Through the development of its new polyurethane (PUR) matrix resin, Loctite MAX 3, Henkel (Dusseldorf, Germany) says it has taken a further important step toward fully automated series production of composite components for the automotive industry. In collaboration with KraussMaffei, the company has developed a process for the manufacture of components based on glass or carbon fiber and using high-pressure resin transfer molding (HP-RTM) technology that creates a surface quality good enough for automobile exteriors. Using a model of the light, high-strength carbon fiber roof segment of the Roding Roadster R1, the production process was presented at K 2013
While composite materials based on carbon or glass fibers combine lightness in weight with high strength, thus offering outstanding properties in relation to safety and crash behavior, until now there have been certain limitations in the use of lightweight components. They are restricted in the degree to which they can meet the requirements of the automotive industry with respect to cycle times and level of automation. In particular, composites have been very rarely used for the external components of production vehicles, as the requisite post-treatment of the surface for subsequent painting has been too time-consuming and had to be performed manually.
The roof segment of the Roding Roadster R1 is manufactured using an RTM process and a polyurethane-based carbon fiber composite.
With the support of Henkel, KraussMaffei has now succeeded in producing composite components in a fully automated process, that reportedly exhibit a surface quality suitable for immediate painting. This has become possible thanks to the development of Loctite MAX 3, a three-component polyurethane-based matrix resin system from Henkel that contains not only the resin and hardener but also a high-performance release agent. Henkel is - together with the companies Dieffenbacher, Zoltek, Chomarat, Rühl Puromer, Alpex, Mühlmeier and Roding Automotive - part of KraussMaffei's network to create mature production chain extending from the fibers and matrix materials through to the finished component.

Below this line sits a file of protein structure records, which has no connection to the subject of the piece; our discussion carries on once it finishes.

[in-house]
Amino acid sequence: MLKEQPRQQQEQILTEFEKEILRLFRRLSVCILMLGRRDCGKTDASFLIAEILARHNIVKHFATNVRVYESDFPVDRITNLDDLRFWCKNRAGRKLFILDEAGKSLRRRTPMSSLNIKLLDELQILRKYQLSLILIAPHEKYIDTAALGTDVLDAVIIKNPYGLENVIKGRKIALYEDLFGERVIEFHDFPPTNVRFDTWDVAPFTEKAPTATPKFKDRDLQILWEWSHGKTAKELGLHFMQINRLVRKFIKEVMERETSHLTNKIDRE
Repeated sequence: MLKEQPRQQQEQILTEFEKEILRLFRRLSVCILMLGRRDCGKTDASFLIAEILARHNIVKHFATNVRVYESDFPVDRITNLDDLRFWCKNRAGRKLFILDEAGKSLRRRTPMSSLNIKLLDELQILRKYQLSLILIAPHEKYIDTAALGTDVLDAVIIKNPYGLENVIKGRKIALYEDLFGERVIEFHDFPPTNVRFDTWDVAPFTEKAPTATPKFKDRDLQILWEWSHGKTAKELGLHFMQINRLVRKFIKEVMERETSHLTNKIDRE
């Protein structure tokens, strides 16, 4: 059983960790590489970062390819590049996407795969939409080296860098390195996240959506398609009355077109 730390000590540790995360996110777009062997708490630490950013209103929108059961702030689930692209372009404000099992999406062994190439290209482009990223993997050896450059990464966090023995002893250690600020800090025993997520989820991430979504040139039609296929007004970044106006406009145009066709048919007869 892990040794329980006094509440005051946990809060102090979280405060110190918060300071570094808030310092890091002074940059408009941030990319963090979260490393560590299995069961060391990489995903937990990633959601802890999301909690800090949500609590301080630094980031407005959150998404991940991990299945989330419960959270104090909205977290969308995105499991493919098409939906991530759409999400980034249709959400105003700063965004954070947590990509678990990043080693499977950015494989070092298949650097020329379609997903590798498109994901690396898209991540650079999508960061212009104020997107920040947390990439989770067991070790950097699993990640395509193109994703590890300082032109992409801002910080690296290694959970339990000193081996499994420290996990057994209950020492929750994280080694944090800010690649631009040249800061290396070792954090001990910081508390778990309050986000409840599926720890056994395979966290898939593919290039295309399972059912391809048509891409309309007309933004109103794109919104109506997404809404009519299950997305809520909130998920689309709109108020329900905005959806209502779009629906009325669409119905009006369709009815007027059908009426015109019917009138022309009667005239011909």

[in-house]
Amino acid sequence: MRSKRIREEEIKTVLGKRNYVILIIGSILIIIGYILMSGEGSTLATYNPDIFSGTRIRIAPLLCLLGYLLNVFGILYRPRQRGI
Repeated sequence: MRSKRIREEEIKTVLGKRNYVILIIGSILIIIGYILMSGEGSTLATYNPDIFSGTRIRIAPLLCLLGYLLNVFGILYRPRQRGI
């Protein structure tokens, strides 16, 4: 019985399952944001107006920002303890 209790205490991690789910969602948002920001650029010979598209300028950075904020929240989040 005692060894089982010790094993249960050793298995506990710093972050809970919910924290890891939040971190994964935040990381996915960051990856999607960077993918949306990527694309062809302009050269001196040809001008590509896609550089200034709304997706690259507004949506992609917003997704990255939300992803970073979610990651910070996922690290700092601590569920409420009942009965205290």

This polyurethane-based matrix resin technology from Henkel is characterized by significantly faster curing compared to the epoxy resins usually used for the RTM process. Due to its low viscosity, the resin penetrates the fiber material more easily and with less disruption, giving rise to shorter injection times and thus short cycle times in series production.
The high toughness of Loctite MAX 3 also reportedly facilitates achievement of an optimized component structure. Henkel has likewise improved the temperature resistance of the PUR resin, taking Loctite MAX 3 to a level comparable with that of epoxy resins. This high temperature resistance means that the fiber-reinforced composites can be demolded more quickly.
Further, with the internal release agent ensuring easy detachment of the component from its mold, the resultant surface is of sufficiently high quality to allow immediate painting and bonding. This accelerates the production process and enables manufacture of external and visible components of outstanding surface quality.
"With Loctite MAX 3, we now have a matrix resin system that further increases the feasibility and attractiveness of manufacturing automotive parts from composite materials," says Frank Deutschländer, Global Market Manager Automotive at Henkel. "Working closely with KraussMaffei, we have optimized the properties of our resin so that both painted coatings and adhesives can be applied to the resultant composite surface without the need for any pretreatment." With the adhesives portfolio from Henkel, this gives rise to a complete system solution enabling the manufacture and integration of composite components in automobiles.